Wednesday’s Durable Goods report was a surprisingly strong number, and if it’s the start of a trend in the data, then we could finally be seeing an economic reflation.

The reason the Durable Goods number was so strong wasn’t because of the headline (it was a mild beat, but revisions largely offset it), but instead because of the key New Orders for Non-Defense Capital Goods ex-Aircraft (NDCGXA). NDCGXA surged 0.9% vs. (E) 0.3%, and the July number was revised sharply higher to 1.1% from 0.4%, signaling that business spending and investment accelerated during the summer.

That’s a legitimately positive surprise, as business spending and investment have been lackluster so far in 2017.

But if we see that activity pick up (and importantly close the gap between actual data and survey data), then that will help push broad economic growth higher. And if inflation keeps accelerating, then we’ve got a legitimate reflation.

Stocks reacted accordingly to this surprisingly good data, as the market rallied (growth is good) and was led higher by our “reflation basket” of banks (KRE), industrials, smalls caps, and inverse bond ETFs. That carried through to other assets, as bond yields surged on the news to new multi-week highs while the dollar also broke above 93.00.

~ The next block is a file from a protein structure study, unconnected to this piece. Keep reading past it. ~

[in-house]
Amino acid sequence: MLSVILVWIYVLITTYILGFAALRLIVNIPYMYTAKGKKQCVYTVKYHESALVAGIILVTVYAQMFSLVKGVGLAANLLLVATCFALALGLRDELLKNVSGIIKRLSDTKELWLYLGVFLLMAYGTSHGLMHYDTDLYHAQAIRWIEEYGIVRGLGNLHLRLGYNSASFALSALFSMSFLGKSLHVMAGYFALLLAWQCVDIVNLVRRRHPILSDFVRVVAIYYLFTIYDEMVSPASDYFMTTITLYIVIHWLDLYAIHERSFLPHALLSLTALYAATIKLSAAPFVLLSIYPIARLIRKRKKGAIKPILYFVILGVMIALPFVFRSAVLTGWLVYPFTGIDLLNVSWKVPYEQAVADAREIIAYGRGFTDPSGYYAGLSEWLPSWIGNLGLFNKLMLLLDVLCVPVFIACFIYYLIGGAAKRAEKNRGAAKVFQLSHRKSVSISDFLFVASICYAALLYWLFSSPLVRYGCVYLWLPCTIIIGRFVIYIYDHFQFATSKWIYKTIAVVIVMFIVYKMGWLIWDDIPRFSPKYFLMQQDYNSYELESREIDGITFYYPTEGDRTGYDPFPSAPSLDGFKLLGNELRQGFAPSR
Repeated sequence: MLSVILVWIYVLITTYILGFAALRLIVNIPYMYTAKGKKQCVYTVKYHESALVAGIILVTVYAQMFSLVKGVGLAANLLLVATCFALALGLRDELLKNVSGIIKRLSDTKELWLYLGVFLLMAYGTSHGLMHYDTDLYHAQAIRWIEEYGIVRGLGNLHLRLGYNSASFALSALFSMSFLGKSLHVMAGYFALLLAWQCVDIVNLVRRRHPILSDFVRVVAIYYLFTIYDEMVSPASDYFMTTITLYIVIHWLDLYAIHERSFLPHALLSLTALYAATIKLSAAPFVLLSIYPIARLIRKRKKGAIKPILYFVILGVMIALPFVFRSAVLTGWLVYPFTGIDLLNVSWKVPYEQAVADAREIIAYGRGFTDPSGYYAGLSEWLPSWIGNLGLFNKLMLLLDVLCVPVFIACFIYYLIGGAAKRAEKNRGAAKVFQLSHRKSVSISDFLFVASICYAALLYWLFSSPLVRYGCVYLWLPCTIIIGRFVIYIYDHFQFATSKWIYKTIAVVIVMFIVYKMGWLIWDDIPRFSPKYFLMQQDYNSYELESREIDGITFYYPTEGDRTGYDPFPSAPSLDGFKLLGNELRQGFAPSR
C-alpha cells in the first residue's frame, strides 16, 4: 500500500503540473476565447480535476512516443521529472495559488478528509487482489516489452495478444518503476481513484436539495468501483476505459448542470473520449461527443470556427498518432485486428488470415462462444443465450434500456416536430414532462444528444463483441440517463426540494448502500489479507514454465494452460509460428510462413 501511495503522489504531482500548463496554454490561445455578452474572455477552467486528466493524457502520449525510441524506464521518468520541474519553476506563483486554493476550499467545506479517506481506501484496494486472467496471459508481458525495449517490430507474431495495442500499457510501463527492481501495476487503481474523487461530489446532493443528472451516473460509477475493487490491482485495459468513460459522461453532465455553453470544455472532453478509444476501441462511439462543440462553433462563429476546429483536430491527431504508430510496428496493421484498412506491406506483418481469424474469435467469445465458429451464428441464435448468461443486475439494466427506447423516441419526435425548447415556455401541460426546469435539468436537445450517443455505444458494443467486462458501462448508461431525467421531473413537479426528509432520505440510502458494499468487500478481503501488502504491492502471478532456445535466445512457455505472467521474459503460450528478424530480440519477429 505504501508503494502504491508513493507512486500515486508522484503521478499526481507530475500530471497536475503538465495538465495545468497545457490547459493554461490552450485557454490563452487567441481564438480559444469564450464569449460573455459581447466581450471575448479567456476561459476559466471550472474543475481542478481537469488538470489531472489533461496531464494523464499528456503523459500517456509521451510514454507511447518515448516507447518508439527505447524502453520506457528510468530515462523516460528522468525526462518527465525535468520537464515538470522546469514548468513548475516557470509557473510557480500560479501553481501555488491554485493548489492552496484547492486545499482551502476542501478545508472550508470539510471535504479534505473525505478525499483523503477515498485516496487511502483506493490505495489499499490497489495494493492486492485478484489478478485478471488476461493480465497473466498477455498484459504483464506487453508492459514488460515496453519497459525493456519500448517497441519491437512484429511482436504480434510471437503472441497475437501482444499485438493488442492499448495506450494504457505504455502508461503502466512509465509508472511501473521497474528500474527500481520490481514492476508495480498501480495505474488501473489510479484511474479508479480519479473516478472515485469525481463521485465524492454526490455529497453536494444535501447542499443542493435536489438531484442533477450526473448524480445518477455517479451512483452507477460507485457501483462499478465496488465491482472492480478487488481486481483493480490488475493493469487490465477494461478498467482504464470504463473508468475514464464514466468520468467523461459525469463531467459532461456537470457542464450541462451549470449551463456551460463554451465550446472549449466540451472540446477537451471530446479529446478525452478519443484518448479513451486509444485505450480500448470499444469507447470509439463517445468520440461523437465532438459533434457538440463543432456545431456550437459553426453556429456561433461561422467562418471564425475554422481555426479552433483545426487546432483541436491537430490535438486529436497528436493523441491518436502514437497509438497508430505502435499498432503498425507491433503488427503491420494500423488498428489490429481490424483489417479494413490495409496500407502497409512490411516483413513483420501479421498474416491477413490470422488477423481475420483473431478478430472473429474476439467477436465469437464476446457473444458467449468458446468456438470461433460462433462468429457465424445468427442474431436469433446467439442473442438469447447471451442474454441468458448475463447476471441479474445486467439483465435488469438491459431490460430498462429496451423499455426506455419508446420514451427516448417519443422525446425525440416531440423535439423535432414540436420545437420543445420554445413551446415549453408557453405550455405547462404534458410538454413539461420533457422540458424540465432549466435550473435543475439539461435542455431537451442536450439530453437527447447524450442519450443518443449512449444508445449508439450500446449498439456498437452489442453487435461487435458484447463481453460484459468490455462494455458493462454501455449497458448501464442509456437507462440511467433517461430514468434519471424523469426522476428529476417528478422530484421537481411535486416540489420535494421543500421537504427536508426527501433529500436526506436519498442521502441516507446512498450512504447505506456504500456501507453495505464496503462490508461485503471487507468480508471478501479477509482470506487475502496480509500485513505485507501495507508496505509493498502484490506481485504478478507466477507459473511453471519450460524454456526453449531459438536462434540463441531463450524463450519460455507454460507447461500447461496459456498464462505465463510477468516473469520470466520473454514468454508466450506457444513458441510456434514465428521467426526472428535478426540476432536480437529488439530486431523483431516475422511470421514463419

Bottom line, this was a legitimately positive surprise for markets, and stocks and the dollar/bonds reacted accordingly. However, one number does not make a trend, so we’ll need to see continued acceleration in other data (industrial production) before we can confidently say the gap between very strong, “soft” survey data and actual, hard economic numbers is closing in a bullish way. Still, yesterday’s number was definitely a good start.